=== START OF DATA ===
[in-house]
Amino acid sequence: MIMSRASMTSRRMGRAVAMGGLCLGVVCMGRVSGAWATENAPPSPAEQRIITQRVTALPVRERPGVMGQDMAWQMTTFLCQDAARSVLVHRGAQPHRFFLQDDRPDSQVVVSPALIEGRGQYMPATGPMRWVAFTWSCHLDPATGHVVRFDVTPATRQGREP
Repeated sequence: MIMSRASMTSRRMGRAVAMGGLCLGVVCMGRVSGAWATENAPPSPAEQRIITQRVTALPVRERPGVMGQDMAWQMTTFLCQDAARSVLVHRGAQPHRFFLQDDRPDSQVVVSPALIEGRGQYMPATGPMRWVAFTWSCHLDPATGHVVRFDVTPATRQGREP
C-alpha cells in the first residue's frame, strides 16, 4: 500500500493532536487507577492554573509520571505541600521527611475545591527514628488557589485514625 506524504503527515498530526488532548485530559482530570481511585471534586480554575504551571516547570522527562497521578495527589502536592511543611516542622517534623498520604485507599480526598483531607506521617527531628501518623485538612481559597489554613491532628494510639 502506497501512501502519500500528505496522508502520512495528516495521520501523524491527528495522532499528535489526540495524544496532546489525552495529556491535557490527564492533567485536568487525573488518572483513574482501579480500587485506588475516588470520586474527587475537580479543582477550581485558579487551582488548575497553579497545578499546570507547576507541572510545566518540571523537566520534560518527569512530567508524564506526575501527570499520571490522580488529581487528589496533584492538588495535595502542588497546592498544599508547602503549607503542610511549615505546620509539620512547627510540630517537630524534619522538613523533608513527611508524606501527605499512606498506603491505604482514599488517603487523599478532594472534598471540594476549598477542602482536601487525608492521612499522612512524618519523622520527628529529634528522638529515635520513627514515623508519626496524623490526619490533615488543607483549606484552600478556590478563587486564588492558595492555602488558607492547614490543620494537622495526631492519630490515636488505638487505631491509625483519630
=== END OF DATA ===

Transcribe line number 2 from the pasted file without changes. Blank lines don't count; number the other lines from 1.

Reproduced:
Amino acid sequence: MIMSRASMTSRRMGRAVAMGGLCLGVVCMGRVSGAWATENAPPSPAEQRIITQRVTALPVRERPGVMGQDMAWQMTTFLCQDAARSVLVHRGAQPHRFFLQDDRPDSQVVVSPALIEGRGQYMPATGPMRWVAFTWSCHLDPATGHVVRFDVTPATRQGREP